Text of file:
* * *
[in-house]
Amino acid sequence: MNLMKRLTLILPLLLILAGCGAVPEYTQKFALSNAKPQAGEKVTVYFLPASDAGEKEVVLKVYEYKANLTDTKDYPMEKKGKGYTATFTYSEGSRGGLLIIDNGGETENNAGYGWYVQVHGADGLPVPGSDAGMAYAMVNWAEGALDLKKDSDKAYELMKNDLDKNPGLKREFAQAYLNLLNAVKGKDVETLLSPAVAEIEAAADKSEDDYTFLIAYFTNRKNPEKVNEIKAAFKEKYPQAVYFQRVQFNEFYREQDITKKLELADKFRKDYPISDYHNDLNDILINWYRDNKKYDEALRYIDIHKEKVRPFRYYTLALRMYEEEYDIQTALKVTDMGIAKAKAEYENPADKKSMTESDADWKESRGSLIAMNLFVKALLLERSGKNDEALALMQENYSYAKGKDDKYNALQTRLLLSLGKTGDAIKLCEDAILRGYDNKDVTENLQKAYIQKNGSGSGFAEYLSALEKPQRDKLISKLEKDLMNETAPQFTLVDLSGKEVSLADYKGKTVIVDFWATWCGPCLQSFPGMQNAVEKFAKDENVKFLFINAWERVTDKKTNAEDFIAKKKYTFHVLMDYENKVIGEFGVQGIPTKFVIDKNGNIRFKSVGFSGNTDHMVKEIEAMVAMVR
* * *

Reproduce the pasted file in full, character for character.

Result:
[in-house]
Amino acid sequence: MNLMKRLTLILPLLLILAGCGAVPEYTQKFALSNAKPQAGEKVTVYFLPASDAGEKEVVLKVYEYKANLTDTKDYPMEKKGKGYTATFTYSEGSRGGLLIIDNGGETENNAGYGWYVQVHGADGLPVPGSDAGMAYAMVNWAEGALDLKKDSDKAYELMKNDLDKNPGLKREFAQAYLNLLNAVKGKDVETLLSPAVAEIEAAADKSEDDYTFLIAYFTNRKNPEKVNEIKAAFKEKYPQAVYFQRVQFNEFYREQDITKKLELADKFRKDYPISDYHNDLNDILINWYRDNKKYDEALRYIDIHKEKVRPFRYYTLALRMYEEEYDIQTALKVTDMGIAKAKAEYENPADKKSMTESDADWKESRGSLIAMNLFVKALLLERSGKNDEALALMQENYSYAKGKDDKYNALQTRLLLSLGKTGDAIKLCEDAILRGYDNKDVTENLQKAYIQKNGSGSGFAEYLSALEKPQRDKLISKLEKDLMNETAPQFTLVDLSGKEVSLADYKGKTVIVDFWATWCGPCLQSFPGMQNAVEKFAKDENVKFLFINAWERVTDKKTNAEDFIAKKKYTFHVLMDYENKVIGEFGVQGIPTKFVIDKNGNIRFKSVGFSGNTDHMVKEIEAMVAMVR